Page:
# How would Lagrangian be used tor recover Schrodinger equation?

In path integral formulation of quantum mechanics, I heard that Lagrangian is defined. So, how would Lagrangian in this formulation be used to recover Schrodinger equation that we normally use?

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Googling "path integrals in quantum mechanics" will give you many sources, for example en.wikipedia.org/wiki/Path_integral_formulation If you have difficulty following the standard presentation please ask another question :) – Michael Brown Mar 2 at 9:06
The derivation in the link shows how you get from a solution of the Schrödinger equation to the path intergral formalism, but not the other way around. In this sense, the question is not really answered by it. – Frederic Brünner Mar 2 at 9:35
This is probably what you're looking for: users.physik.fu-berlin.de/~kleinert/kleiner_re242/node2.html – elfmotat Mar 2 at 9:59

To get from a given Lagrangian to the SchrÃ¶dinger equation you have to realize that the latter is actually given in terms of the Hamiltonian of the theory. Lagrangian and Hamiltonian are related by a Legendre transformation.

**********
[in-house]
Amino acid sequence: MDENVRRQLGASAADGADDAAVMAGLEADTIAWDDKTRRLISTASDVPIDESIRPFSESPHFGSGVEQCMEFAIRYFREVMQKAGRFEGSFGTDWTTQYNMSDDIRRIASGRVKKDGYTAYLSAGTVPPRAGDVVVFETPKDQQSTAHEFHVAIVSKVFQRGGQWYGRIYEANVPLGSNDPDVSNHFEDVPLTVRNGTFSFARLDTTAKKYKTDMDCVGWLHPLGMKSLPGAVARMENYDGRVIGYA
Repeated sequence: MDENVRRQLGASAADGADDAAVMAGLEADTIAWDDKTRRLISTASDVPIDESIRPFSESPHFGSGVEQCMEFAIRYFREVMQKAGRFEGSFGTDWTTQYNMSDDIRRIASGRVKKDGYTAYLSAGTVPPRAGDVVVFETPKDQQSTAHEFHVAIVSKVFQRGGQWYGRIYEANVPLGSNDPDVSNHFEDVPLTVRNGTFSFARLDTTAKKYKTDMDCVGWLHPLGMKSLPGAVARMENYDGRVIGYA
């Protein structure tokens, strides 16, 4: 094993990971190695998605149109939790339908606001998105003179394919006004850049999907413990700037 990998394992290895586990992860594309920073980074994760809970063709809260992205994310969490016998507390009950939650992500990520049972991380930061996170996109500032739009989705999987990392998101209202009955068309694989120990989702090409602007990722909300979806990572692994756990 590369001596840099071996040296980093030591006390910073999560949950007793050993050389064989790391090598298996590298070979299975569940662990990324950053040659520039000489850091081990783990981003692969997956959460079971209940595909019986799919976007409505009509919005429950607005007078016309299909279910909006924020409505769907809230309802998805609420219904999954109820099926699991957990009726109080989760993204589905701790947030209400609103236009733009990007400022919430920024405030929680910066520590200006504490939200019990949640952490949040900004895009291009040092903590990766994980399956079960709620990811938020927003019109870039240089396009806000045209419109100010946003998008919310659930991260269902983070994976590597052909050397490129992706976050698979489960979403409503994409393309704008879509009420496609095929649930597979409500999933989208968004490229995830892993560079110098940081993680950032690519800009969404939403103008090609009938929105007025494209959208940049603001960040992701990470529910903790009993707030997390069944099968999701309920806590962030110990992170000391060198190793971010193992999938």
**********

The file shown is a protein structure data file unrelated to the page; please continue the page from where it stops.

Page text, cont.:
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I am not sure if you are looking for this, but you can define a Lagrangian in such a way that the L-EOM (equation of motion) is the SchrÃ¶dinger equation.

$\cal{L}=\Psi^{t}(i\frac{\partial}{\partial t}+\nabla^2/2m)\Psi$

$\frac{\partial\cal{L}}{\partial\Psi^t}=0$

The second term of the Lagrange-equation (derivative with respect to $\partial_{\mu}\Psi^t$) is zero since no derivative of $\Psi^t$ occurs in our field Lagrangian density .

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